Postural steadiness and weight distribution during tandem stance in healthy young and elderly adults

Erika Jonsson, Ake Seiger, Helga Hirschfeld
Clinical Biomechanics 2005, 20 (2): 202-8

BACKGROUND: Tandem stance is a clinical measure of standing balance considered to assess postural steadiness in a heel-to-toe position by a temporal measurement. To our knowledge, no studies have evaluated the change of postural steadiness, expressed as force variability, over time. The objective of this paper is to investigate postural steadiness during 30 s of tandem stance in healthy elderly and young adults, and to explore the weight distribution between legs during tandem stance.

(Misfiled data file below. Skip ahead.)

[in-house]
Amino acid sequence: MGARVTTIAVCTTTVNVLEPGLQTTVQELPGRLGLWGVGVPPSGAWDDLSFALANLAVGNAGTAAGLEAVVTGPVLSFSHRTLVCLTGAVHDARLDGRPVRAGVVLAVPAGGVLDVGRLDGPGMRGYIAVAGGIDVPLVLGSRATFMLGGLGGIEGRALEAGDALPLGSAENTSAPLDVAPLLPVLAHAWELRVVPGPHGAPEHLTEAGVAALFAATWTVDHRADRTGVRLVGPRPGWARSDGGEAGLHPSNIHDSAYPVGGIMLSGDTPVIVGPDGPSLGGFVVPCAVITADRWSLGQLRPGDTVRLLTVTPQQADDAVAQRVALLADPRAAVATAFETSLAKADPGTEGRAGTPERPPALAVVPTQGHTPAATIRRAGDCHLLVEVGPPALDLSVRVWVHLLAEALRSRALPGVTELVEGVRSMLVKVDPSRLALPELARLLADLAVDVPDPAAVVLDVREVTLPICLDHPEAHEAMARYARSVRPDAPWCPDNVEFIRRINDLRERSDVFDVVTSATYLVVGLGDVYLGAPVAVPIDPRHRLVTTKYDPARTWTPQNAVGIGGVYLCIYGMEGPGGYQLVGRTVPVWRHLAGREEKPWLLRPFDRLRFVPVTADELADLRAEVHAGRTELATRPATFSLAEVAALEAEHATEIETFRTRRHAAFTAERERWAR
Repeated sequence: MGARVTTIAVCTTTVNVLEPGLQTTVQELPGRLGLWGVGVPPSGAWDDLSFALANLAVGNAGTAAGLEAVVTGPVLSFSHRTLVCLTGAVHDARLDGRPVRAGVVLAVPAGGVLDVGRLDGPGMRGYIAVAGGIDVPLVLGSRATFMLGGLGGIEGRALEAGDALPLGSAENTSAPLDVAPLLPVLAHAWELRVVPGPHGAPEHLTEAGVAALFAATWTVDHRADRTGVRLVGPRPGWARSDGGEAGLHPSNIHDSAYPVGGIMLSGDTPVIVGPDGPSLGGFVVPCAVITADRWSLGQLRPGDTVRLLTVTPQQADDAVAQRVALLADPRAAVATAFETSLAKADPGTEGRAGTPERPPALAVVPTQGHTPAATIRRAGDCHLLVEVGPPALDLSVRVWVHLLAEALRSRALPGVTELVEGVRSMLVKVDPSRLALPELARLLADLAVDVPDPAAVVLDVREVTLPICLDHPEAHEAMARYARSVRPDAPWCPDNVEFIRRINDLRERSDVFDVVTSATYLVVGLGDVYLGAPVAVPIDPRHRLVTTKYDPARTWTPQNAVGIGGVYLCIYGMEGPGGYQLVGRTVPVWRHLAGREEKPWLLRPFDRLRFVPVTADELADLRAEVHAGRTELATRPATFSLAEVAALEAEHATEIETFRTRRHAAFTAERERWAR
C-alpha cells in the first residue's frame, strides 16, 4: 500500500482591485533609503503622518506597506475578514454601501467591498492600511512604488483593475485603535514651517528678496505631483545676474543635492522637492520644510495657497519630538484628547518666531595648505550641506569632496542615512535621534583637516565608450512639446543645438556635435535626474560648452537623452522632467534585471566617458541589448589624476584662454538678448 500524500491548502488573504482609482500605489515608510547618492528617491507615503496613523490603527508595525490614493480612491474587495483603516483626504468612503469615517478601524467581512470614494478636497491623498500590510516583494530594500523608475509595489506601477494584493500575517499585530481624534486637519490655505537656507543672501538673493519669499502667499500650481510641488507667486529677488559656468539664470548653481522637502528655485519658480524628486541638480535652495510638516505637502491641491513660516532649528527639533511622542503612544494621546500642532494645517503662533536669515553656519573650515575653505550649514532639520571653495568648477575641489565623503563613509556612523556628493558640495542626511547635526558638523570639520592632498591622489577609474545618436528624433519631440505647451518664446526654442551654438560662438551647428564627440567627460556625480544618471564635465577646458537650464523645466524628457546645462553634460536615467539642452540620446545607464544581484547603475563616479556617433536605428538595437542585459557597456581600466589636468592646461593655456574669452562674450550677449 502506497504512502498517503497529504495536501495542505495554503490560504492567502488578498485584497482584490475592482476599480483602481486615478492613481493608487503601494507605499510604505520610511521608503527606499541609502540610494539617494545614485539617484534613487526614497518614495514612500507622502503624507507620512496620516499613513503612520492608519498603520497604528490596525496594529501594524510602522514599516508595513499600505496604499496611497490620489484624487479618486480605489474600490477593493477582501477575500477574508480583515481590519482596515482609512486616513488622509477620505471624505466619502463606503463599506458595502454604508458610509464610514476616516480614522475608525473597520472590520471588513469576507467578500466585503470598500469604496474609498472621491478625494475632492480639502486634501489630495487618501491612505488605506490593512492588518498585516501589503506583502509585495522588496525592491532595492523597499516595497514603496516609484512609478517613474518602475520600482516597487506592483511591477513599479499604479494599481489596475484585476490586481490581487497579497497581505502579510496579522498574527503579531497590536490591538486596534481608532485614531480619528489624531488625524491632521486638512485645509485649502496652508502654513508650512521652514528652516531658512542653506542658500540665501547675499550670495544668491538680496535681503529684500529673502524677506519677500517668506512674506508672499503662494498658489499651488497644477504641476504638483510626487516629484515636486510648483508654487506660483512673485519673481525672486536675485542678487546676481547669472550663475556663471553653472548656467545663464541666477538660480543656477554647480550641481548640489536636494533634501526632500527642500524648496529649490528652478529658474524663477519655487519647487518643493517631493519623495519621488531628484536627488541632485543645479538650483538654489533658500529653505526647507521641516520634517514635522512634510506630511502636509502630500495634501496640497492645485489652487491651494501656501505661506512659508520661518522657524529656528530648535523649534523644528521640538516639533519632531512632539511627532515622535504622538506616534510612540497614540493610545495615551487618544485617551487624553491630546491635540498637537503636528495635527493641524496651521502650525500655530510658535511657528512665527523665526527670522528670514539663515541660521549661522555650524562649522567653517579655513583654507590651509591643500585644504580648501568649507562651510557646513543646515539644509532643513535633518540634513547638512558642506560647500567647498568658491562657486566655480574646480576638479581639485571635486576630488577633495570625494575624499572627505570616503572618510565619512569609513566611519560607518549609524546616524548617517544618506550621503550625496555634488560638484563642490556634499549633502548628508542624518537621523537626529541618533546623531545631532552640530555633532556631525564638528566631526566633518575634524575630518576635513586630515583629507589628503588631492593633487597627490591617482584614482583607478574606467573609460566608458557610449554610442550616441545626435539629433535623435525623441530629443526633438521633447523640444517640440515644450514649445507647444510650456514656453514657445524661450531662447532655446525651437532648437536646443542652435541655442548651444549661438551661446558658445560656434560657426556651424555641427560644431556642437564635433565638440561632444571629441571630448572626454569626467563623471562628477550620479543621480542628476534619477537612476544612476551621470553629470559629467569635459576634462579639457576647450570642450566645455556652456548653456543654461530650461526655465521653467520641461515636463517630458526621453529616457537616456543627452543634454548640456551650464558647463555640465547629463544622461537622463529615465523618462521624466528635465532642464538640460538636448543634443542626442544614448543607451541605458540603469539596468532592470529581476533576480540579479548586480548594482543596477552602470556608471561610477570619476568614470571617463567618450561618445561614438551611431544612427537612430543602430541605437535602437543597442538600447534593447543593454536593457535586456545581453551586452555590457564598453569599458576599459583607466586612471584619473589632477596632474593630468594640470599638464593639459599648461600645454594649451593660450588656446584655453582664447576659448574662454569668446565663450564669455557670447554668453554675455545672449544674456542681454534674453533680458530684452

METHODS: A cross-sectional analysis comparing ground reaction forces and muscle activity in 26 healthy elderly adults (mean age 70.6 years) and 27 healthy young adults (mean age 30.0 years). Ground reaction forces beneath both feet and muscle activity of ankle muscles were recorded while the subjects performed 30 s of tandem stance during two conditions.

FINDINGS: Two phases were identified in both groups: First a dynamic phase, a decrease in force variability during the first 3-4 s after foot placement, and thereafter a static phase, maintaining a certain level of force variability. Age-related changes were seen in the decrease in force variability (P<0.001) and ankle muscle activity (P<0.001). However, both groups placed more weight on the rear leg (P<0.001).

INTERPRETATION: The first few seconds of tandem stance pose the greatest challenge to postural steadiness and influence the static phase. We suggest that the dynamic phase is the most crucial period of time for assessing balance requirements. Independent of age, tandem stance is not a task for equal weight bearing.

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